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Fishing Line Recovery Programme expands thanks to DPI Plastics
2017-06-07

DPI Plastics’ involvement with the Fishing Line Recovery Programme, aimed at preserving South Africa’s marine heritage, has seen the initiative extend to 360 bins along the coast. The bins are proudly branded with the DPI Plastics logo, helping entrench the company as the main custodian of the programme.

DPI Plastics has been involved with the initiative for the past four years, supplying the pipes and fittings for the manufacture of the specially-designed fishing line repositories, explains Marketing Manager Martine Goodchild. The initiative is one of the sustainability programmes organised by Plastics SA, of which DPI Plastics is a member.

“We now have fishing line bins along the whole Kwazulu-Natal coastline, managed by local authorities, Ezumvelo KZN Wildlife, and private organisations. Bins are now at all Blue Flag beaches, where fishing line is collected, even though fishing is prohibited in these areas. Bins have also been placed from Witsand to the De Hoop Nature Reserve, and from Port Alfred to Kenton-on-Sea, both popular fishing areas,” Plastics SA Sustainability Manager John Kieser explains.

Commenting on the future expansion of the initiative, Kieser reveals that Plastics SA is looking into filling those gaps between areas already covered, and possibly areas on the Namibia coastline, frequented often by South Africans, as well as popular fishing sites on the Skeleton Coast.

Such has been the success of the initiative, that it has spread to include diverse areas such as Nature's Valley, a holiday resort and small village on the Garden Route along the Southern Cape coast. Here underwater clean-up operations have targeted monofilament line on reefs, where it gets caught on rock and other obstructions underwater when people fish. “There have even been requests for bins for some inland areas,” Kieser notes.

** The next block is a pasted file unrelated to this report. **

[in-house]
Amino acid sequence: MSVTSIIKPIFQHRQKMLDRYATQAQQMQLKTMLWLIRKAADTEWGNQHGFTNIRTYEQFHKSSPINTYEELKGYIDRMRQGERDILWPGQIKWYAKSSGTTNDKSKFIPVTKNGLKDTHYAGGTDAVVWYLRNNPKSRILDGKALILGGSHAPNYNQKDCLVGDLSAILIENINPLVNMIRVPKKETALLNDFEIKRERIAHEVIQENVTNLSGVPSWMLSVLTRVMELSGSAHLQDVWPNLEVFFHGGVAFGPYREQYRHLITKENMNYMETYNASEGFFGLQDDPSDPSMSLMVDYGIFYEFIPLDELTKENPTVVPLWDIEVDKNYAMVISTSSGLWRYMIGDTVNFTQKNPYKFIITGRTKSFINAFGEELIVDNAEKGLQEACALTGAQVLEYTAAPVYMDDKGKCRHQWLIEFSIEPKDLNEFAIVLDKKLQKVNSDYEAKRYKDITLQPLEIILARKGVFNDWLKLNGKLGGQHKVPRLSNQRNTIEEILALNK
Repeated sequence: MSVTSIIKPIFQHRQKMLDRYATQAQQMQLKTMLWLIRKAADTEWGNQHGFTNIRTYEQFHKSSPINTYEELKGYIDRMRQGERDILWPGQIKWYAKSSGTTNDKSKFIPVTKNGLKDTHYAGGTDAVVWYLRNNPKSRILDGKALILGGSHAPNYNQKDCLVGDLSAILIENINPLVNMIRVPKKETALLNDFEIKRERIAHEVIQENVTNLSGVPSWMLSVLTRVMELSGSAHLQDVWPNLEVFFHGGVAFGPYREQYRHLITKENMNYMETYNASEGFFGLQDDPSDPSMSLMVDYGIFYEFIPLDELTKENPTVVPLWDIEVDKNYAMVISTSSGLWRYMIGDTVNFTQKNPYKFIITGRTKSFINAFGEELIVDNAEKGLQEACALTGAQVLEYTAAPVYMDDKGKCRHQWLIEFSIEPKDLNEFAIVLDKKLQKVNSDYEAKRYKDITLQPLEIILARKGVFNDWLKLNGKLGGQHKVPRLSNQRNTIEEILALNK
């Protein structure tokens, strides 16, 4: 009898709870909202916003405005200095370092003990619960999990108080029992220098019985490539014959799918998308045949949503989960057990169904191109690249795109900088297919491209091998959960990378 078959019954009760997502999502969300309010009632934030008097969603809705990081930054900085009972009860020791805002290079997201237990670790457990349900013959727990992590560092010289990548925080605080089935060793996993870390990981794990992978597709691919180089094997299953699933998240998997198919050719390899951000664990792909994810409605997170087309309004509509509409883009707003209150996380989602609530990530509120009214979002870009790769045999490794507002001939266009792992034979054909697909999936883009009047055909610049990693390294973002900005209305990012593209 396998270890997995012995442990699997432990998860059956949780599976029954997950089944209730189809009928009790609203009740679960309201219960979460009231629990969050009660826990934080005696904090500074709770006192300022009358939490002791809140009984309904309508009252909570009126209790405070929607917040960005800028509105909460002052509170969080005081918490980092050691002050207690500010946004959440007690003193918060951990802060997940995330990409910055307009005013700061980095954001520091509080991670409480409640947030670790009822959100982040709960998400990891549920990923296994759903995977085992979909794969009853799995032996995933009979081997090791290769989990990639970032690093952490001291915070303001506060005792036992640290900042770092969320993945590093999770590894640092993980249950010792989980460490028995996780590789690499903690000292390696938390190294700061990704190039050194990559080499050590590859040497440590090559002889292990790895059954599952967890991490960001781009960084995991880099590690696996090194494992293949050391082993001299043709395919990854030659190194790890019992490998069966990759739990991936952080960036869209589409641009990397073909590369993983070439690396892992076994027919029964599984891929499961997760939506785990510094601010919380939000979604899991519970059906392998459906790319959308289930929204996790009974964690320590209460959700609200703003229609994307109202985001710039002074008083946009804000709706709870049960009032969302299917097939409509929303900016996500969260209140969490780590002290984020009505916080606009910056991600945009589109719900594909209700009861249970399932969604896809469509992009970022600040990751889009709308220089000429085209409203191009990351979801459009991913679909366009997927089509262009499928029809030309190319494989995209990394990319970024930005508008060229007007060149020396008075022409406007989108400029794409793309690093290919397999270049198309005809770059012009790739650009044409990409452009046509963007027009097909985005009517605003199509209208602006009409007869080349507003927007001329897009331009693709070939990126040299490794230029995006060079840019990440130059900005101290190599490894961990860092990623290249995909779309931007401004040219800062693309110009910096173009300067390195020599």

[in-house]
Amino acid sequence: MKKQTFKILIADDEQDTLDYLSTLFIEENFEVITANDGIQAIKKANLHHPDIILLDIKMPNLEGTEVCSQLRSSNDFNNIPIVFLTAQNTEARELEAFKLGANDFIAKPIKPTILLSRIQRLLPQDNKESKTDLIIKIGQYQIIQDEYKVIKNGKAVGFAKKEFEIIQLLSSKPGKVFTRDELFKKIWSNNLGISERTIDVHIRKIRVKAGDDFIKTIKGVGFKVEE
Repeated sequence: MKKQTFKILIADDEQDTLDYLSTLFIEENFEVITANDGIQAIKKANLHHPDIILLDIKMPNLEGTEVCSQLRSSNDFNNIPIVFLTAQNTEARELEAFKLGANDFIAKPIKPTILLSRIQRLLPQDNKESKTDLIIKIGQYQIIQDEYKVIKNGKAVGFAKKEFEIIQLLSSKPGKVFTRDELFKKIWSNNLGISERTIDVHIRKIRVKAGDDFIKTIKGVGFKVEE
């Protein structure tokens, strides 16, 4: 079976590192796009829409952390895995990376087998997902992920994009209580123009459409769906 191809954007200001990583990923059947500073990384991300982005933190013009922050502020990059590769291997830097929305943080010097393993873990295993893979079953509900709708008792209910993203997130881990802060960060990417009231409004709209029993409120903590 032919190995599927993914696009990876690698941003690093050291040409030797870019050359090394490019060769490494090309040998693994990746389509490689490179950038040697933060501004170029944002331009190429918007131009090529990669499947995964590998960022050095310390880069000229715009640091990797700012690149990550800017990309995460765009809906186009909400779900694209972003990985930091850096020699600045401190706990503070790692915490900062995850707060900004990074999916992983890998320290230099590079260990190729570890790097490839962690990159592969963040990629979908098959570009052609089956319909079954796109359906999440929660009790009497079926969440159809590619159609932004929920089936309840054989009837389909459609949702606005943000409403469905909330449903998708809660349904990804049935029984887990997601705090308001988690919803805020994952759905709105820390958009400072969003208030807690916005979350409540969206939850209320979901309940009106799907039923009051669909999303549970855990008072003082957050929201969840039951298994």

The plastics industry internationally is concerned about the large inflow of plastics into the sea.  Monofilament line is one of the items within this waste stream, with the highest probability of entanglement for all life at sea and on the coast. It has been well documented how cetacea and other marine mammals, together with fish, sea birds, and coastal terrestrial animals, have either been injured or killed by being entangled in fishing line.

Apart from its ongoing commitment to the Fishing Line Bin Recovery Programme, DPI Plastics was a key supporter of the establishment of the African Marine Waste (AMW) network in 2016. It is a sponsor of the inaugural AMW Conference 2017 from 9 to 13 July at the beautiful Algoa Bay Hope Spot near Port Elizabeth.

The AMW network aims to facilitate a guide to best practice by developing an effective marine-waste strategy for Africa. As waste knows no boundaries, the conference aims to draw together participants from all African coastal and island states to develop shared strategies to solve problems within countries and across borders.

The AMW Conference 2017 will provide a global interdisciplinary platform for stakeholders to present and discuss the most recent innovations, trends, and concerns, as well as practical challenges encountered and solutions adopted in the field of debris and marine waste.

Goodchild urges other manufacturers and suppliers to support Plastics SA in its sustainability initiatives. “The success of the Fishing Line Bin Recovery Programme, in particular, is clearly visible in the decrease of line wastage in angling hotspots where our bins have been prominently located,” she concludes.

 

To learn more about the Fishing Line Recovery Programme, or to make a donation, visit http://www.dict.org.za/fishing_line_bins.php.




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